Ocean Life Is in Danger
Around 90 percent of global fish stocks are overfished or fished to their limit. With the global population and demand for food rising, we need to collectively change to more sustainable, responsible, and traceable practices if we are to continue relying on marine resources.
Three Priorities to Protecting the Future of Seafood
Hyatt has been working to increase the percentage of our global seafood we purchase from responsible sources and has been collaborating with World Wildlife Fund (WWF) since 2012. We endeavor to:
- Purchase the majority of our seafood from sources that are certified to credible, third-party audited standards that provide an auditing trail back to the fishery or farm.
- Purchase seafood from and provide support to fisheries and farms working on time-bound, science-driven improvement projects.
- Reduce our impact on the most vulnerable species so those populations have a chance to rebound.
Our Sustainable Seafood Sourcing Criteria for Fisheries and Farms
- Marine Stewardship Council (MSC) or Aquaculture Stewardship Council (ASC) certified.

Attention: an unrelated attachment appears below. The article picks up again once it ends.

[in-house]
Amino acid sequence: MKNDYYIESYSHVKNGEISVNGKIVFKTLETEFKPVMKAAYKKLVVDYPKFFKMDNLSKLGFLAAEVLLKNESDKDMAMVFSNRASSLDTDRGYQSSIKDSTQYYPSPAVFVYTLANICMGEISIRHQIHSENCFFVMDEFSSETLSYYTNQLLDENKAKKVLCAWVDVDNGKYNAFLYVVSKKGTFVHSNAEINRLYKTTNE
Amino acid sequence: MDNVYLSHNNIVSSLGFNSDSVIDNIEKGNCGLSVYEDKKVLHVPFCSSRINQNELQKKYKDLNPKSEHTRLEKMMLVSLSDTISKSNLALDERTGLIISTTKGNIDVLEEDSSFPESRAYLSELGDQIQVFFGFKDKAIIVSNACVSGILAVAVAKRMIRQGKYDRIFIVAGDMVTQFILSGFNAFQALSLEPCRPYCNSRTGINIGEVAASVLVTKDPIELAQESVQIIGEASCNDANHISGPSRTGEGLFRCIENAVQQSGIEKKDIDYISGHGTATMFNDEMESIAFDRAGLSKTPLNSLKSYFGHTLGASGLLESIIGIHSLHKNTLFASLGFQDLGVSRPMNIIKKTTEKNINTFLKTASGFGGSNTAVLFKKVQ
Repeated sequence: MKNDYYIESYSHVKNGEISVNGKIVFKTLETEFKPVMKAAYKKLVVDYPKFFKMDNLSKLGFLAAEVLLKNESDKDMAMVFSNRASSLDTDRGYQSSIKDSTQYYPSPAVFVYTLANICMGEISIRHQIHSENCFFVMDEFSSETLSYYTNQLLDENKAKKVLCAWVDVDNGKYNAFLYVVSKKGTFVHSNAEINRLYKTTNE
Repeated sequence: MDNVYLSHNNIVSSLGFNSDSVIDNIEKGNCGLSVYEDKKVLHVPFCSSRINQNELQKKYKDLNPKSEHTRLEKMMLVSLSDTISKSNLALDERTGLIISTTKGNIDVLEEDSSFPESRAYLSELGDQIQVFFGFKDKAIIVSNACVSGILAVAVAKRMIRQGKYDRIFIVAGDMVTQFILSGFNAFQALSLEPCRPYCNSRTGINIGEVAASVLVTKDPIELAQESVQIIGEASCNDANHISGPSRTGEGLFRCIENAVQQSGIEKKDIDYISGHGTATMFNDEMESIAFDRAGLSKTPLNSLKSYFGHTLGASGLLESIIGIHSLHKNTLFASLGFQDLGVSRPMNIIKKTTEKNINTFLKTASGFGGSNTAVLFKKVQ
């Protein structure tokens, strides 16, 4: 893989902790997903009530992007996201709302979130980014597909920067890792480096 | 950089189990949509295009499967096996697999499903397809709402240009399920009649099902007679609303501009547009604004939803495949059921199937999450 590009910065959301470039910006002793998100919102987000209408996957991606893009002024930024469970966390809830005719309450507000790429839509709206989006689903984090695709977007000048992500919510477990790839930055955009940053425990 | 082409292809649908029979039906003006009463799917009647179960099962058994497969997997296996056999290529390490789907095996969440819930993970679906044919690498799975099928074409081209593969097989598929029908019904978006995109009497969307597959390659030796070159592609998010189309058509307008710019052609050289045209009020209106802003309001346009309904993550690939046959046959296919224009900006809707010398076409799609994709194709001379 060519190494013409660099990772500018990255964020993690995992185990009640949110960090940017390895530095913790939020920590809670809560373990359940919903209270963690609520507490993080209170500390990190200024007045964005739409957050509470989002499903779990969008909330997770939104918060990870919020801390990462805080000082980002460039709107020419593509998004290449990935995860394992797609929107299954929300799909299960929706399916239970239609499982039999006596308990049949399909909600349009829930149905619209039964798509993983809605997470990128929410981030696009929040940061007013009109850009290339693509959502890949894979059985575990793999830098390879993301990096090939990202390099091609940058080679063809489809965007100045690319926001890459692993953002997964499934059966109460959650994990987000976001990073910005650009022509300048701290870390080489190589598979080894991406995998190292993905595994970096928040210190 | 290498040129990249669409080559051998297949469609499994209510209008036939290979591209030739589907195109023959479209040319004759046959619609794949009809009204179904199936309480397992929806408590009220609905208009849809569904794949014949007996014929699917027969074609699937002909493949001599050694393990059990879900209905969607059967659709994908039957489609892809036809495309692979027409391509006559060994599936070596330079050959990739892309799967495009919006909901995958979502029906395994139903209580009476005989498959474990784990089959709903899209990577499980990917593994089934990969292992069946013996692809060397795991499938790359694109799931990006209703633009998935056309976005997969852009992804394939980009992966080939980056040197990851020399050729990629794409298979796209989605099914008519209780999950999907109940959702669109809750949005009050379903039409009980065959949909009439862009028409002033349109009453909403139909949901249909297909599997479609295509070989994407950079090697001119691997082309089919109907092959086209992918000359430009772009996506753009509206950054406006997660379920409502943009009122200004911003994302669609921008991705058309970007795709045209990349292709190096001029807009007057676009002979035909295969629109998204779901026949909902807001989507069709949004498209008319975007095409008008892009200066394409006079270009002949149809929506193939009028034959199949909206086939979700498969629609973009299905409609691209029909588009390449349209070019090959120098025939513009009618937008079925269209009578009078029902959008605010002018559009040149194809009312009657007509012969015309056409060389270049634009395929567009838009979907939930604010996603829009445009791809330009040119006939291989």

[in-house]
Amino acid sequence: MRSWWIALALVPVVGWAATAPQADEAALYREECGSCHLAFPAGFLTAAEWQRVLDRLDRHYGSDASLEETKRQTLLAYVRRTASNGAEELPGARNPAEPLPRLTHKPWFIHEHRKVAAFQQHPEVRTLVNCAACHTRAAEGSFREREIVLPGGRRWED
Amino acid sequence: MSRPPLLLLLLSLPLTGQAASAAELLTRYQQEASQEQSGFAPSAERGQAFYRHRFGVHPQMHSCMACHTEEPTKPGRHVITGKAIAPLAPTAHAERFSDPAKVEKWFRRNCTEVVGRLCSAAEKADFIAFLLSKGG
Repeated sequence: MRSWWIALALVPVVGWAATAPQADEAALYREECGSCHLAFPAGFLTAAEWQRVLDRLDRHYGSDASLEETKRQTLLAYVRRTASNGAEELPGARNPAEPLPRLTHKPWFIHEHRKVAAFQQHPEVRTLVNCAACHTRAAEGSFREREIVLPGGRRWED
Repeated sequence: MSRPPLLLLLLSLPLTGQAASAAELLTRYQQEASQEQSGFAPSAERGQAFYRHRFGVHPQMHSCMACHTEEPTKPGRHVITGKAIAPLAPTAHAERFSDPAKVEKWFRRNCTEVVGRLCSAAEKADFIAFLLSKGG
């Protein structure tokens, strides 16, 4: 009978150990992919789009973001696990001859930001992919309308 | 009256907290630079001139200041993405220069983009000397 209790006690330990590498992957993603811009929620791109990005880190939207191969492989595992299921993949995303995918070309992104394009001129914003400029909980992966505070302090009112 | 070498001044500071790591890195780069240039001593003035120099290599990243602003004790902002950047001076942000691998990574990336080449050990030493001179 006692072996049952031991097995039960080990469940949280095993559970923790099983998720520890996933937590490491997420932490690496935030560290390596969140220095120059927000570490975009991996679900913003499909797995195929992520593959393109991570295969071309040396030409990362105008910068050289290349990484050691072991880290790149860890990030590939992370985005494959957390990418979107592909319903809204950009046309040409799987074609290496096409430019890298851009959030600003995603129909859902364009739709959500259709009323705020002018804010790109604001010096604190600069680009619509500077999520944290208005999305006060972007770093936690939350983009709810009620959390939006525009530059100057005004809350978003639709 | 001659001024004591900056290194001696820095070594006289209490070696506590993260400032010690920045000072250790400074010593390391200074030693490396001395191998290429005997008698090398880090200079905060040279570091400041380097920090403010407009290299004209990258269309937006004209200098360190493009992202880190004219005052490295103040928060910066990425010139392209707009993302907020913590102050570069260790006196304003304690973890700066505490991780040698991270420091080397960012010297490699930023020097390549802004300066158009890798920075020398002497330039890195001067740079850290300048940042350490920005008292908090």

- Active in comprehensive fishery improvement projects or aquaculture improvement projects moving toward MSC or ASC certification.
- Given limitations in the availability of these options in certain cases, we also include green listed items on regional WWF seafood guides, Naturland certification, Global Aquaculture BAP (2 stars or higher) certification, or GlobalGAP certification, while encouraging the shift toward MSC and ASC certification.
Pioneering Sustainable Seafood in the Hospitality Industry
As one of the first movers in the hotel industry taking a global and holistic approach to this topic, we are continually learning and solving challenges to help influence the market.
Navigating Sustainable Seafood
CHALLENGE: Seafood purchasing for hotels is highly decentralized – hotels have unique menus and generally each team procures its own seafood. This means Hyatt usually cannot create large volume contracts to leverage for more sustainable options. This can make sustainable sourcing complicated because seafood ecolabels range in rigor and scope, and the ability to provide sustainability information varies across suppliers.
OUR SOLUTION: Hyatt puts a strong emphasis on training and awareness so chefs and purchasing teams understand the importance of sustainable seafood. In addition, we work with WWF to define what sustainable, responsible, and traceable seafood means for hotels, and organize or participate in supplier engagement workshops to discuss sustainability in markets like the U.S., Japan, China, Korea, Chile, Peru, and the UAE.